NGLL SAFETY PLAN 2013
In the unfortunate case that child sexual abuse is suspected, you should immediately contact the NGLL President, or a NGLL Board Member if the President is not available, to report the abuse. NGLL along with district administrators will contact the proper law enforcement agencies.
Fiction and Fact “Sex abusers are dirty old men.”
Not true. While sex abusers cut across socioeconomic levels,
educational levels and race, the average age of a sex offender has
been established at 32.
“Strangers are responsible for most of
the sexual abuse.”
Fact: an individual familiar to the victim perpetrates 80
85% of all sexual abuse cases in the US. Less than 20% of all abusers are strangers.
“Most sex abusers suffer from some form of serious mental illness
Not true. The actual figure is more like 10%, almost exactly the
same as the figure found in the general population of the United
“Most sex abusers are homosexuals.”
Also not true. Most are heterosexual.
“Children usually lie about sexual abuse, anyway.”
In fact, children rarely lie about being sexually abused. If they
say it, don’t ignore it.
“It only happens to girls.”
While females do comprise the largest number of sexual abuse
victims, it is now believed that the number for male victims is
much higher than reported.
NGLL will appoint an individual with significant professional background to receive and act on abuse allegations. These individuals will act in a confidential manner, and serve as the League’s liaison with the local law enforcement community. Little League volunteers should not attempt to investigate suspected abuse on their own.
NGLL SAFETY PLAN 2013
When an allegation of abuse is made against a Little League volunteer, it is our duty to protect the children from any possible further abuse by keeping the alleged abuser away from children in the program. If the allegations are substantiated, the next step is clear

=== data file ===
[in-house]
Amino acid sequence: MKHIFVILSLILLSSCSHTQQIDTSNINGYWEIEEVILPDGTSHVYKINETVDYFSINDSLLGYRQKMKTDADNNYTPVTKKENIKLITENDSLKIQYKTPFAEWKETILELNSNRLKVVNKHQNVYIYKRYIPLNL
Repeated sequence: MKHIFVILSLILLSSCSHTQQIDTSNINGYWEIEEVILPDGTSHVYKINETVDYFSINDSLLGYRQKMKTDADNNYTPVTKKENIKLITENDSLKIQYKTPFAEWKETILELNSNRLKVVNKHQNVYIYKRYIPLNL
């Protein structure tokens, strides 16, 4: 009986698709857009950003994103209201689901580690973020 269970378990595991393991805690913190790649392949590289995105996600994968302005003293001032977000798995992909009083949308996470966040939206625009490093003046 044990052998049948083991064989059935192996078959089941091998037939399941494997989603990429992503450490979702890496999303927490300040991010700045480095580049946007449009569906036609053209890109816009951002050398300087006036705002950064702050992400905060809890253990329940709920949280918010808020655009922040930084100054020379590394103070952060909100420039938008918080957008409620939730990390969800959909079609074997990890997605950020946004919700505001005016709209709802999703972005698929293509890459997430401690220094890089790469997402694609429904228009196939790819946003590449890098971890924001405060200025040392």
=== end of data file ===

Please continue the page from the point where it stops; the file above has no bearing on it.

assuring that the individual will not have any further contact with
the children in the League.
Immunity from Liability:
According to Boys & Girls Clubs of America, “Concern is often expressed over the potential for criminal or civil liability if a report of abuse is subsequently found to be unsubstantiated.” However, we want adults and Little Leaguers to understand that they shouldn’t be afraid to come forward in these cases, even if it isn’t required and
even if there is a possibility of being wrong. All states provide immunity from liability to those who report suspected child abuse in “good faith.” At the same time, there are also rules in place to protect adults who prove to have been inappropriately accused.
Make Our Position Clear
Make adults and kids aware that Little League Baseball and NGLL will not tolerate child abuse, in any form.
The Buddy System:
It is an old maxim, but it is true: There is safety in numbers. Encourage kids to move about in a group of two or more children of similar age, whether an adult is present or not. This includes travel, leaving the field, or using the restroom areas. It is far more difficult to victimize a child if they are not alone